The Role of the

By James Champy  |  Posted 02-22-2002 Print


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The Role of the CIO

Can CIOs lead this effort by themselves? Of course not. CIOs can be agents of change, and CIOs at most companies were the principal agents of reengineering, at least in the first few years. But can you do it alone? Absolutely not. Can you be the leader of the effort to get the message out about how technology can improve efficiency? Yes. But in terms of making things change, probably not. You don't have that authority. There needs to be some other person within the business who really understands the results that can come from X-engineering. It does not have to be the CEO, but it does have to be someone with senior operating responsibility.

As CIO, you can and should seed the organization with ideas about the benefits that could accrue if you X-engineer, and you need to look for people on the business side who have some appetite or pain that they want to address—eliminating costs or speeding production, for example. You help that person, but someone else other than you most likely will be making the final decisions.

That's the general framework, but presenting this in a vacuum probably won't get anything done. What you need is some meaningful cause around which to orchestrate and rationalize the move to X-engineering. It has to be tied to a business purpose: increasing margins or gaining competitive advantage and market share, for example. That call to action could simply be the recession. There is nothing like recessionary pressure to make something like X-engineering extremely appealing.

Once you have an impetus, what do you do? Start inside your company. The principle reason for doing internal reengineering is to enable you to do the important stuff, and the important stuff is external. But if you don't have standards that work inside your firm, they'll never work outside. And by the way, there's a considerable amount of cost benefits that remain on the table, which further strengthens the argument for making sure you're pretty well reengineered. And by considerable, I mean considerable. My guess is that most companies have performed only 10 percent of the necessary reengineering work. There are probably an awful lot of costs you can still take out of your company.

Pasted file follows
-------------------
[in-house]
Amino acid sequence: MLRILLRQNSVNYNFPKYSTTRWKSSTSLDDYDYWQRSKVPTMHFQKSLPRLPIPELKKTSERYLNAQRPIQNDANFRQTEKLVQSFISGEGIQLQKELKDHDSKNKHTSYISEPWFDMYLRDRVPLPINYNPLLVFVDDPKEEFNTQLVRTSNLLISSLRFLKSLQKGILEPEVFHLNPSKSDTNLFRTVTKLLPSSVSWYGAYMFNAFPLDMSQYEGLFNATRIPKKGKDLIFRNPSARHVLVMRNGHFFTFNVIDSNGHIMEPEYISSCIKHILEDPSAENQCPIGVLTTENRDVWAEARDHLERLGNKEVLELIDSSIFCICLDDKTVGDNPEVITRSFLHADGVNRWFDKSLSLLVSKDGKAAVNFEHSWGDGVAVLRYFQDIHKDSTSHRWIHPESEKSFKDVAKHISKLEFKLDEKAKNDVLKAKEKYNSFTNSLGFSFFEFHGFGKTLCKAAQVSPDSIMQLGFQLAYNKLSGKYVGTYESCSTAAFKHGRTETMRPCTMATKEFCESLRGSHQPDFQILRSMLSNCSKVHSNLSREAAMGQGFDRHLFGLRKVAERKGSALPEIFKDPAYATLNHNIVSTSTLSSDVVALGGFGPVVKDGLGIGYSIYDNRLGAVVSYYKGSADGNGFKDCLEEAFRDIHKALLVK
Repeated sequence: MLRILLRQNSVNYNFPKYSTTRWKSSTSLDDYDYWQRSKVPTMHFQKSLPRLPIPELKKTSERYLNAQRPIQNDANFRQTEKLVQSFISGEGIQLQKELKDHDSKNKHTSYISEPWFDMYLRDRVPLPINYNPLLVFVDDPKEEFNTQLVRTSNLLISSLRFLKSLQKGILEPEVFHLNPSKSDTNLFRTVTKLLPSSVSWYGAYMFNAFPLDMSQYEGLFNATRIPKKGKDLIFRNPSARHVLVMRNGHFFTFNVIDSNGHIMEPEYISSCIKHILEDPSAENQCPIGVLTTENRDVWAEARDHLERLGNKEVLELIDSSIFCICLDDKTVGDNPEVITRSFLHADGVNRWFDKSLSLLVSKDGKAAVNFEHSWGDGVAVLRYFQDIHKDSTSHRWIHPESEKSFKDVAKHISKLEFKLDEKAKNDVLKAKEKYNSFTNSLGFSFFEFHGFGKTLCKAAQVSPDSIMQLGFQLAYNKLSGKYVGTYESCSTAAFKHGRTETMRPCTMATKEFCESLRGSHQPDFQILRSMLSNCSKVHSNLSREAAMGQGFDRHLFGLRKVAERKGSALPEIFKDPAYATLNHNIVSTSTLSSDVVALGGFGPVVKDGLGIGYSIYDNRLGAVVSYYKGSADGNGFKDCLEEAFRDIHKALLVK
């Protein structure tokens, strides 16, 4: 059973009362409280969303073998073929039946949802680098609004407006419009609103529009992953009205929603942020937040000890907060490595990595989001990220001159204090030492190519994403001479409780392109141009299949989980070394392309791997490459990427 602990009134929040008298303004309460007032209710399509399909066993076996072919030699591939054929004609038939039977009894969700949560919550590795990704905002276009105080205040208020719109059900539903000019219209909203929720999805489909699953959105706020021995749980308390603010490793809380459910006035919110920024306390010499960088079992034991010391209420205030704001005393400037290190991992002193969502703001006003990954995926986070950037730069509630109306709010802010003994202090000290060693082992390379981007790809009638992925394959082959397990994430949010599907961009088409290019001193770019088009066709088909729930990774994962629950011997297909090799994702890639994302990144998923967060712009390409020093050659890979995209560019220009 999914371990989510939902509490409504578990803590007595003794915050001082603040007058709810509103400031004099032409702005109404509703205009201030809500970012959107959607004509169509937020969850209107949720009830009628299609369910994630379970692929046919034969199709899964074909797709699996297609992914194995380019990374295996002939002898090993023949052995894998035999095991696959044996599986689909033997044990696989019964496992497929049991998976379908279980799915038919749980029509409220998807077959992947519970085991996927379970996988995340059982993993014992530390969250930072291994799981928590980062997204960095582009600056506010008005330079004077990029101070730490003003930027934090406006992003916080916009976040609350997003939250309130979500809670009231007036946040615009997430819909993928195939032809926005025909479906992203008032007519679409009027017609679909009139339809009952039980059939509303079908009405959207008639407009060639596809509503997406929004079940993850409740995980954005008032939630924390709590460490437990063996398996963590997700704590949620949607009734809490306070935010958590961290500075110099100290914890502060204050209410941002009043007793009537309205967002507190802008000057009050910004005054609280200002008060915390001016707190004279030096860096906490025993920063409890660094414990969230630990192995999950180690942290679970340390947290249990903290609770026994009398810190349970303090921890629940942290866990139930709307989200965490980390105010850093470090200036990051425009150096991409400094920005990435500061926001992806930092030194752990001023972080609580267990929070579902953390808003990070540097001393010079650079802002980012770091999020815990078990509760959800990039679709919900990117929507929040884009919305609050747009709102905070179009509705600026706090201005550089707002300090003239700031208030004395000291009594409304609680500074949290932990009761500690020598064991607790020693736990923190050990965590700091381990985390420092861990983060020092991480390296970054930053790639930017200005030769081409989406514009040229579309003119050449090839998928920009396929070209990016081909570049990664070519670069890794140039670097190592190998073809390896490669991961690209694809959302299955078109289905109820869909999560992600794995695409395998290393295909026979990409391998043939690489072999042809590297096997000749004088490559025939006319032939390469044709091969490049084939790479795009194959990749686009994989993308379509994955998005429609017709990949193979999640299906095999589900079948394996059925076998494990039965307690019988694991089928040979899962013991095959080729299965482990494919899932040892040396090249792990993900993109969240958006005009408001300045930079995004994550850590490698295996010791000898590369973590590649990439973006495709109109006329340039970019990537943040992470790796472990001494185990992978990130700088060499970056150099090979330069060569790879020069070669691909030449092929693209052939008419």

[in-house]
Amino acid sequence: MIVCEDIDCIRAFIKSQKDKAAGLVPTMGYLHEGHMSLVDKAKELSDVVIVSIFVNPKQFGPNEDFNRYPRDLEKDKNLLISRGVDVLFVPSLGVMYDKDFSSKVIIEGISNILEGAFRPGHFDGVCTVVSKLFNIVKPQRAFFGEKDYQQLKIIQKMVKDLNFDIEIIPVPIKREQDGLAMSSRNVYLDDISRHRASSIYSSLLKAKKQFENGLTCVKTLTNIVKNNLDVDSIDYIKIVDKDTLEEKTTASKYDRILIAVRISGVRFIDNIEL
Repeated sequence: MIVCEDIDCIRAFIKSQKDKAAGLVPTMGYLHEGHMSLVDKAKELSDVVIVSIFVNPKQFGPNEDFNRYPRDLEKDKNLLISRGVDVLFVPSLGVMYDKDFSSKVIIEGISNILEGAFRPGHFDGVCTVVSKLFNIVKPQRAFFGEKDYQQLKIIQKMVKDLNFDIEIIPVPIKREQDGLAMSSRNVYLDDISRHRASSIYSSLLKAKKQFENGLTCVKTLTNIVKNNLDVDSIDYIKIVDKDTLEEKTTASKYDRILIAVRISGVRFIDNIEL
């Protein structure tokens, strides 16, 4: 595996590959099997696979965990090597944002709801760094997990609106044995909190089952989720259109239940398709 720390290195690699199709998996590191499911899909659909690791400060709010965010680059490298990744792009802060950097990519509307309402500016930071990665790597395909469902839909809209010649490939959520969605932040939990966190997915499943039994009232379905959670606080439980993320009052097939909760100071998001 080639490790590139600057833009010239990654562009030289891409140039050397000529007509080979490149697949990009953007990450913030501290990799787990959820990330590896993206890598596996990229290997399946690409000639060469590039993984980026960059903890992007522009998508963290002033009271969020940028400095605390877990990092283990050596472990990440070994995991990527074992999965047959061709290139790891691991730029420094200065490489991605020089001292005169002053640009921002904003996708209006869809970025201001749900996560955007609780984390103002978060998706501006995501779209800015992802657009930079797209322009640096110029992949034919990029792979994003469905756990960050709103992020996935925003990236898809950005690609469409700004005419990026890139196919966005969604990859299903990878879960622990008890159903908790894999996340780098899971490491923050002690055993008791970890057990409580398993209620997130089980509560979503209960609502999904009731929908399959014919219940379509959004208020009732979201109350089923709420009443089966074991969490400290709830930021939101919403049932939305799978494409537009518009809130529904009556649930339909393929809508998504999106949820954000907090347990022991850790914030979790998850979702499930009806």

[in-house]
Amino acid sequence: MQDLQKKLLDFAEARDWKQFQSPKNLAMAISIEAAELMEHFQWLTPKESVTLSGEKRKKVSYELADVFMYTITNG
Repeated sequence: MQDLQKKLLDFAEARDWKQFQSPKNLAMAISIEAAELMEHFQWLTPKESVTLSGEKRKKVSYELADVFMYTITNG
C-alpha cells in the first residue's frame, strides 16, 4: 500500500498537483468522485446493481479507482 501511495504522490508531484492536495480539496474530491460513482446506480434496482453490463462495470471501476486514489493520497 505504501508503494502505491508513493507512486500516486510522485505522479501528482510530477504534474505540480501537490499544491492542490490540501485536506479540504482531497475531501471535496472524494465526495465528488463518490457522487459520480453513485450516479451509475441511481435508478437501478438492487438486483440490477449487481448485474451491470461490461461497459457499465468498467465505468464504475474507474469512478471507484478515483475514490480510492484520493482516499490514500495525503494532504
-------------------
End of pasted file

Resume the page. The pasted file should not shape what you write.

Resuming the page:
What do I say to the CIO? Start the battle within your own company around standardization. Then move on to others, like your customers. If I go to my customers and I can show them a business benefit, I'll bet I can get them to standardize, and I think I can tell some of my suppliers what they have to do as well.

The final piece of the puzzle is the standardizing of the technology you and everyone else is going to have to do to make X-engineering a reality. And I will tell you that of all the arguments I made in the book, the argument that I make for standardization causes the most upset. That is understandable. Companies have billions of dollars invested in their technology. They don't want to change. But I am seeing, at least within some companies, a willingness to standardize internally.

Then I would try for some easy wins. Pick a couple of sophisticated customers and a couple of sophisticated suppliers and begin the process with them—don't try to do it with all of them at once. I think a lot of X-engineering efforts undertaken in the last couple of years were in some ways too ambitious. They tried to do way too much, and they didn't allow for adoption time. So I say be very realistic about adoption time, and don't try to change your whole industry at once. Start small, and go from there. When you do, you will really be forced to find out what your true distinctiveness is. When you strip away all the redundancies, what will be left will be your core competency. And in the end, you will deliver a much more efficient service.

There is no doubt that X-engineering is tougher than plain-vanilla internal re-engineering. It is tougher on the CIO and tougher on every business figure. But the payoff is so much larger. When an organization's processes are integrated with those of other companies, all the partners can pool their efforts and effectively become a new multicompany enterprise, far stronger than its individual members could ever be on their own. Most businesspeople, I suspect, think of the reengineering movement as a thing of the past. I think it has just begun. X-engineering is reengineering squared.

James Champy, whose Reengineering the Corporation, co-authored with Michael Hammer, sold 2.5 million copies, is chairman of Perot Systems Corp.'s consulting practice. His X-Engineering the Corporation will be published in March. Comments on this story can be sent to editors@cioinsight.com.


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